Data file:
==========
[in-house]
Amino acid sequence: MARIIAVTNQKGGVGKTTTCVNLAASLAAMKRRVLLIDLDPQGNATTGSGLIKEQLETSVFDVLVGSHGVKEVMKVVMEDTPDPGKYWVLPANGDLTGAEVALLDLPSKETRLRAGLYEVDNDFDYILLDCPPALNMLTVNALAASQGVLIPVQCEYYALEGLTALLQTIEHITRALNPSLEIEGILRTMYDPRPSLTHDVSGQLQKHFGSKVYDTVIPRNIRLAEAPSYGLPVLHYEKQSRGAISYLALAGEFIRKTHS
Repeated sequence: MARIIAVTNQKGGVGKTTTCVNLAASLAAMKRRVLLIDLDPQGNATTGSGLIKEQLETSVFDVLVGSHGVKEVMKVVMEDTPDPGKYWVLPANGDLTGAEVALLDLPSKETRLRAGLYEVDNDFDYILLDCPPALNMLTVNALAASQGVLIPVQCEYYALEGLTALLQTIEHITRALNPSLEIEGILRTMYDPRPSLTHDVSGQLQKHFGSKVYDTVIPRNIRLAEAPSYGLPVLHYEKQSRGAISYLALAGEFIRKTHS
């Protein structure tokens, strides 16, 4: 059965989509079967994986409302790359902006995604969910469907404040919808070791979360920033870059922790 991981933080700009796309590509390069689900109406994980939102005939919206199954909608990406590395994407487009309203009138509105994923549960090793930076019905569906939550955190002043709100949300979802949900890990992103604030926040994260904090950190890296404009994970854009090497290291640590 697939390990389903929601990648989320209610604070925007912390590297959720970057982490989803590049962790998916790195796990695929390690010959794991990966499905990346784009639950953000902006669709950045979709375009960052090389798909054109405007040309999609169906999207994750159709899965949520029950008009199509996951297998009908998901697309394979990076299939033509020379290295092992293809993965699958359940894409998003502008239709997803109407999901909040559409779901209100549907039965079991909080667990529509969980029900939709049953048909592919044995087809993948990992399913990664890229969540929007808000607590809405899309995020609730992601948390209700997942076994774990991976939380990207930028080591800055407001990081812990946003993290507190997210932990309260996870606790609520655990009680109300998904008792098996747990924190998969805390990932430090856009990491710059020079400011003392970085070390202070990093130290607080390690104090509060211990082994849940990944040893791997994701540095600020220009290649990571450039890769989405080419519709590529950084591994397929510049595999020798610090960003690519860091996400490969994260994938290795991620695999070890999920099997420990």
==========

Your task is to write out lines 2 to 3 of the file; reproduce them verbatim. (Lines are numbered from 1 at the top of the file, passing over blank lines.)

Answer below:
Amino acid sequence: MARIIAVTNQKGGVGKTTTCVNLAASLAAMKRRVLLIDLDPQGNATTGSGLIKEQLETSVFDVLVGSHGVKEVMKVVMEDTPDPGKYWVLPANGDLTGAEVALLDLPSKETRLRAGLYEVDNDFDYILLDCPPALNMLTVNALAASQGVLIPVQCEYYALEGLTALLQTIEHITRALNPSLEIEGILRTMYDPRPSLTHDVSGQLQKHFGSKVYDTVIPRNIRLAEAPSYGLPVLHYEKQSRGAISYLALAGEFIRKTHS
Repeated sequence: MARIIAVTNQKGGVGKTTTCVNLAASLAAMKRRVLLIDLDPQGNATTGSGLIKEQLETSVFDVLVGSHGVKEVMKVVMEDTPDPGKYWVLPANGDLTGAEVALLDLPSKETRLRAGLYEVDNDFDYILLDCPPALNMLTVNALAASQGVLIPVQCEYYALEGLTALLQTIEHITRALNPSLEIEGILRTMYDPRPSLTHDVSGQLQKHFGSKVYDTVIPRNIRLAEAPSYGLPVLHYEKQSRGAISYLALAGEFIRKTHS